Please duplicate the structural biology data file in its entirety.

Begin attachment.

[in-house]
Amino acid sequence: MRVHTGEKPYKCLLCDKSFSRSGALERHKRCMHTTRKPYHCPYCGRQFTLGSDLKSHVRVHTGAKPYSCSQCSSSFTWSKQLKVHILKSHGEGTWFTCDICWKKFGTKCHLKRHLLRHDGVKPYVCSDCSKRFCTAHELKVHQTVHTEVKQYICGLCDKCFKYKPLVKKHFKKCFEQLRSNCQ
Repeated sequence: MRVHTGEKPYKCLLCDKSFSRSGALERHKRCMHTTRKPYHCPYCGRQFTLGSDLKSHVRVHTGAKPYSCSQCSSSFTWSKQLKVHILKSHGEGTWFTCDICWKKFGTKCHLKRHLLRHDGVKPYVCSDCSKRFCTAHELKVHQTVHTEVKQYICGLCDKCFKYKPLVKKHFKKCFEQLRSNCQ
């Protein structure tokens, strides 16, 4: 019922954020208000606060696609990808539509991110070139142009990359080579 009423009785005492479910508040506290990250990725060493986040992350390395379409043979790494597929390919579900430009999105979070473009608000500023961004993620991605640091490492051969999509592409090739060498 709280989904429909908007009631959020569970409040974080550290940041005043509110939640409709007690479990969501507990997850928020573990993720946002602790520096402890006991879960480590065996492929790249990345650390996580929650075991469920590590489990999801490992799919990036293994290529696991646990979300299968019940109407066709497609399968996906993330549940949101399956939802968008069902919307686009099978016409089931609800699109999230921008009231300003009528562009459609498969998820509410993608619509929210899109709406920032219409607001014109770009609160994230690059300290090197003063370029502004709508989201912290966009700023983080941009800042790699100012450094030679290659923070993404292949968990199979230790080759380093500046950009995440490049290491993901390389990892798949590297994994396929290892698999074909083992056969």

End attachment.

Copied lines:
[in-house]
Amino acid sequence: MRVHTGEKPYKCLLCDKSFSRSGALERHKRCMHTTRKPYHCPYCGRQFTLGSDLKSHVRVHTGAKPYSCSQCSSSFTWSKQLKVHILKSHGEGTWFTCDICWKKFGTKCHLKRHLLRHDGVKPYVCSDCSKRFCTAHELKVHQTVHTEVKQYICGLCDKCFKYKPLVKKHFKKCFEQLRSNCQ
Repeated sequence: MRVHTGEKPYKCLLCDKSFSRSGALERHKRCMHTTRKPYHCPYCGRQFTLGSDLKSHVRVHTGAKPYSCSQCSSSFTWSKQLKVHILKSHGEGTWFTCDICWKKFGTKCHLKRHLLRHDGVKPYVCSDCSKRFCTAHELKVHQTVHTEVKQYICGLCDKCFKYKPLVKKHFKKCFEQLRSNCQ
């Protein structure tokens, strides 16, 4: 019922954020208000606060696609990808539509991110070139142009990359080579 009423009785005492479910508040506290990250990725060493986040992350390395379409043979790494597929390919579900430009999105979070473009608000500023961004993620991605640091490492051969999509592409090739060498 709280989904429909908007009631959020569970409040974080550290940041005043509110939640409709007690479990969501507990997850928020573990993720946002602790520096402890006991879960480590065996492929790249990345650390996580929650075991469920590590489990999801490992799919990036293994290529696991646990979300299968019940109407066709497609399968996906993330549940949101399956939802968008069902919307686009099978016409089931609800699109999230921008009231300003009528562009459609498969998820509410993608619509929210899109709406920032219409607001014109770009609160994230690059300290090197003063370029502004709508989201912290966009700023983080941009800042790699100012450094030679290659923070993404292949968990199979230790080759380093500046950009995440490049290491993901390389990892798949590297994994396929290892698999074909083992056969």